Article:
Dry curing ham gives the meat a rich flavor, and allows it to last longer without refrigeration. But a 118-year-old piece of cured ham now on display at the Isle of Wight County Museum in Smithfield, Virginia, is meant to be seen, not tasted -- though microbiologists say the ham is technically still edible.
The ham was originally cured in 1902 by Gwaltney Foods, and forgotten about in the back of a storage room. When discovered 20 years later, Gwaltney used it to promote its products for many years. Today, it’s kept in a climate-controlled museum display case, watched by a non-stop “ham cam” that streams the footage online. The now-famous ham even has a Twitter account.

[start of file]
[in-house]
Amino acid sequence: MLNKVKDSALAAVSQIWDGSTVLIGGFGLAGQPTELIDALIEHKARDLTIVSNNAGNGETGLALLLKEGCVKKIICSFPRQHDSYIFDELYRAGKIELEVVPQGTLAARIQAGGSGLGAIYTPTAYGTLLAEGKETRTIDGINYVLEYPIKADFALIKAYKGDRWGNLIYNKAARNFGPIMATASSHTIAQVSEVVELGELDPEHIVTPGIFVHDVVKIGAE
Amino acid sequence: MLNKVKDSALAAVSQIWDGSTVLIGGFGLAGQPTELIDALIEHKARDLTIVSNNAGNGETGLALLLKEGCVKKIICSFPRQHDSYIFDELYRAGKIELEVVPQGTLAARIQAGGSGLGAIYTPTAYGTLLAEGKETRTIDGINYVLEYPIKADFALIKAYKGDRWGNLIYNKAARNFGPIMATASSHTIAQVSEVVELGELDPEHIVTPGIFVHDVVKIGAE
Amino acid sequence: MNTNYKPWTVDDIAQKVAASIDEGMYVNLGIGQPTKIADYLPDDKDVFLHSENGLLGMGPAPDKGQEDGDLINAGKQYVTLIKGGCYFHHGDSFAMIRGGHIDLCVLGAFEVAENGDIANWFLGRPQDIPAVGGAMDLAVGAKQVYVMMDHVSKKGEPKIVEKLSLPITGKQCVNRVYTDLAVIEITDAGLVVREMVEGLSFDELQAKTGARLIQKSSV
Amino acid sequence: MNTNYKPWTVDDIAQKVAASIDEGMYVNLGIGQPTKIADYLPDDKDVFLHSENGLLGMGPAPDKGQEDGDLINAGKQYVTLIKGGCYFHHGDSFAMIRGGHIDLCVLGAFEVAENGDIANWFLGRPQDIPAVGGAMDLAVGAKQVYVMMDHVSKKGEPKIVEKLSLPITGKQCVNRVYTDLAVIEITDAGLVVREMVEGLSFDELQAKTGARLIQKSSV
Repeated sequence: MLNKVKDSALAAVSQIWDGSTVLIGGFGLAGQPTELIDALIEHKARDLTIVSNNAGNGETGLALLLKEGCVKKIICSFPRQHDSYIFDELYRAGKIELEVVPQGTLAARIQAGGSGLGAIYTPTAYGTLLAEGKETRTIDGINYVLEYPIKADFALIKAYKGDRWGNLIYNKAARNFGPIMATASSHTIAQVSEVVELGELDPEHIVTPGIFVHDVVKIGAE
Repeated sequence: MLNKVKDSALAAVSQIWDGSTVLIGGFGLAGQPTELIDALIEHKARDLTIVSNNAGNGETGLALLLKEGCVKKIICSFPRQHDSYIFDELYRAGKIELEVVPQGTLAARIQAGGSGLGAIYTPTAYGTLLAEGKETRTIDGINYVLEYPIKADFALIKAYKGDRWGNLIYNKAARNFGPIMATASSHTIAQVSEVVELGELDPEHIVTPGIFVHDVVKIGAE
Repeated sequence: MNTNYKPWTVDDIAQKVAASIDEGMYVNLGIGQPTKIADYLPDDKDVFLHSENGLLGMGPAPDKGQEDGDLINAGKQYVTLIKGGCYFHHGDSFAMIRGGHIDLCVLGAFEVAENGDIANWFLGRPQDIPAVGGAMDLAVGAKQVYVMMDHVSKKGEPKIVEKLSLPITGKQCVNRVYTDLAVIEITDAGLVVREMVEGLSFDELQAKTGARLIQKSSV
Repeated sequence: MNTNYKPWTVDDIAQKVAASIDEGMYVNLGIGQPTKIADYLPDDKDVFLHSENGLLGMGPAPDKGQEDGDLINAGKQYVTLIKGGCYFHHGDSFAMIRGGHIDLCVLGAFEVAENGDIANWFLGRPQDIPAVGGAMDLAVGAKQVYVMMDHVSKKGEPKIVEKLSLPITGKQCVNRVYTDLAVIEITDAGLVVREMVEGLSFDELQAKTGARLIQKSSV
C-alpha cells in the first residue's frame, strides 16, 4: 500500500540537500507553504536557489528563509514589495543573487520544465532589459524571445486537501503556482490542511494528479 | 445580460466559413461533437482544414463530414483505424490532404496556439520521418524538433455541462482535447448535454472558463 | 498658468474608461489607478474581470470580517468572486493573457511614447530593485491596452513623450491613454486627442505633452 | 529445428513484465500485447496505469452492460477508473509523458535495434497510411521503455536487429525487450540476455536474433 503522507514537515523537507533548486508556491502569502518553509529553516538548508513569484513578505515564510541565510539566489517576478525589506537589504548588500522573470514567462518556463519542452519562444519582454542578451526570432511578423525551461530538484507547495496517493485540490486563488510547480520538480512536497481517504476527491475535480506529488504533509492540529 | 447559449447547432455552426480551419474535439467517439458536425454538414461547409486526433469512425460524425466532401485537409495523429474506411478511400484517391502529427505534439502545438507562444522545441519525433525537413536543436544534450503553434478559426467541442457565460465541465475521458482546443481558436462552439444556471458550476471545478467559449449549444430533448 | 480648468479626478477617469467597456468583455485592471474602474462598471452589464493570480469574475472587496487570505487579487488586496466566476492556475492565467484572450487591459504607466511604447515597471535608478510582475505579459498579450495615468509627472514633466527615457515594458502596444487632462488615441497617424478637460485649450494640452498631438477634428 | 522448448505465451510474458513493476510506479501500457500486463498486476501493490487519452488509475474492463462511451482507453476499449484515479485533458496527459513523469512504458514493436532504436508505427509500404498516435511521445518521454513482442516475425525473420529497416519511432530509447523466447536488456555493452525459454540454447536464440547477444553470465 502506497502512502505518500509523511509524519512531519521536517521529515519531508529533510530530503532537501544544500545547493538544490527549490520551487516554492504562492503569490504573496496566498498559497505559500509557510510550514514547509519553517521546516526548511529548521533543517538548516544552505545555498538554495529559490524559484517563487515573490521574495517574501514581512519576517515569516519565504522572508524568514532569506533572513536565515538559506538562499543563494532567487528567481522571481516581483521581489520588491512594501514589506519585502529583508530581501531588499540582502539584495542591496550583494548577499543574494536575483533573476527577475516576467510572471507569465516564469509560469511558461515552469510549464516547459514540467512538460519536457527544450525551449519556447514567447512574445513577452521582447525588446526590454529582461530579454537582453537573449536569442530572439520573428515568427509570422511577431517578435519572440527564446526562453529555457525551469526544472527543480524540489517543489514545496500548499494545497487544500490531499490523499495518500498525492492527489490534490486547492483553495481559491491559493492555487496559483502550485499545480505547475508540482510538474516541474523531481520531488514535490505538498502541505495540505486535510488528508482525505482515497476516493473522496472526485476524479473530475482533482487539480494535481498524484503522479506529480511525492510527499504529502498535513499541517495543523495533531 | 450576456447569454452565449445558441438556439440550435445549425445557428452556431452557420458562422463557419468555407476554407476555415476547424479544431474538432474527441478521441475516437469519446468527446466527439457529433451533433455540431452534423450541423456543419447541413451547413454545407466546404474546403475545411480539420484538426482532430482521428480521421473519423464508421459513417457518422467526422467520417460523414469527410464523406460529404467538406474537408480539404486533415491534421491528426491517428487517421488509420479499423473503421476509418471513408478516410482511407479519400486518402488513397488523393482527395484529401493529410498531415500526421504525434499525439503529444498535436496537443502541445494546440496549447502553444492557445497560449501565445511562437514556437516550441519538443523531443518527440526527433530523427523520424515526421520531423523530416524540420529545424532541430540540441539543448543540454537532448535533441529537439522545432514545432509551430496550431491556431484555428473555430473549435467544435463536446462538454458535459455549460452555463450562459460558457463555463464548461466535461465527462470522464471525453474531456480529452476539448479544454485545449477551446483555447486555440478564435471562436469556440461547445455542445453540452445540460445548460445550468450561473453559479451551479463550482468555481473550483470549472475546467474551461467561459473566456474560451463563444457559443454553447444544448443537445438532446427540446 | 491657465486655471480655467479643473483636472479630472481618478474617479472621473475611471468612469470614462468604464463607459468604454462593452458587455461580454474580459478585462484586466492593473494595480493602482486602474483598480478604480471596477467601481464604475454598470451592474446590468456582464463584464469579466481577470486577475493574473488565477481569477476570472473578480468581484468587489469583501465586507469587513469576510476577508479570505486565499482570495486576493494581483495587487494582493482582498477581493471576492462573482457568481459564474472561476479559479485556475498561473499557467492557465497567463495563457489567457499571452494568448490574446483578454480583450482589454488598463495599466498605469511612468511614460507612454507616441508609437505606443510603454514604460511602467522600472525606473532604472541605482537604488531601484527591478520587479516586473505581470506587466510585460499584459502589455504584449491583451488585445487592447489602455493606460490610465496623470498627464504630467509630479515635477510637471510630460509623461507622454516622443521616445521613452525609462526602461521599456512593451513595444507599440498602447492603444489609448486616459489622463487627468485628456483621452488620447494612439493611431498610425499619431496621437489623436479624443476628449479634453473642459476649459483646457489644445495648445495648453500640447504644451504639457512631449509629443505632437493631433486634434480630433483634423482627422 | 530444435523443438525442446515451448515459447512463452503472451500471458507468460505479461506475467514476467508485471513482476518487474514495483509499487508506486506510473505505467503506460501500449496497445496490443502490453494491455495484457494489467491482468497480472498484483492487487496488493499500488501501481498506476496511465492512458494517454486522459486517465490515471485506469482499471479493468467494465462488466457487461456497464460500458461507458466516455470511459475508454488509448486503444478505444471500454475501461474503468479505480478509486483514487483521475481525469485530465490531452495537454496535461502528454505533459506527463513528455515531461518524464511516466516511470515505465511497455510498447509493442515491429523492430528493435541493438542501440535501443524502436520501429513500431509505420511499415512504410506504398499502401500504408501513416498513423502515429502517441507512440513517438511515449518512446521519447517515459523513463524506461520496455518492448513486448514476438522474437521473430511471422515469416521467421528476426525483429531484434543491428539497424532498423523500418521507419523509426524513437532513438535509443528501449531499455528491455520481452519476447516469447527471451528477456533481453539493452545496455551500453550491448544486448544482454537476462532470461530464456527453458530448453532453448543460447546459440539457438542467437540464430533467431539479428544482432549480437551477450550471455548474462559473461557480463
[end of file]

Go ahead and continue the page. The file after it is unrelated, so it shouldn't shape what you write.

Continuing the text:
Quite a ham:
- The 118-year-old piece of meat, purportedly the oldest ham in the world, does not appear very appetizing, It’s been said to resemble a dried piece of old leather, or a long-dead human arm.
- P.D. Gwaltney Jr. called the hock hunk his “pet ham” and took it to expos to demonstrate his company’s expertise at smoking and preserving pork. He attached a brass collar to the ham for portability.
- Smithfield, Va., is well known for its cured hams. Gwaltney’s Virginia ham business no longer exists, but Smithfield Foods, one of the country’s largest pork producers, is headquartered there.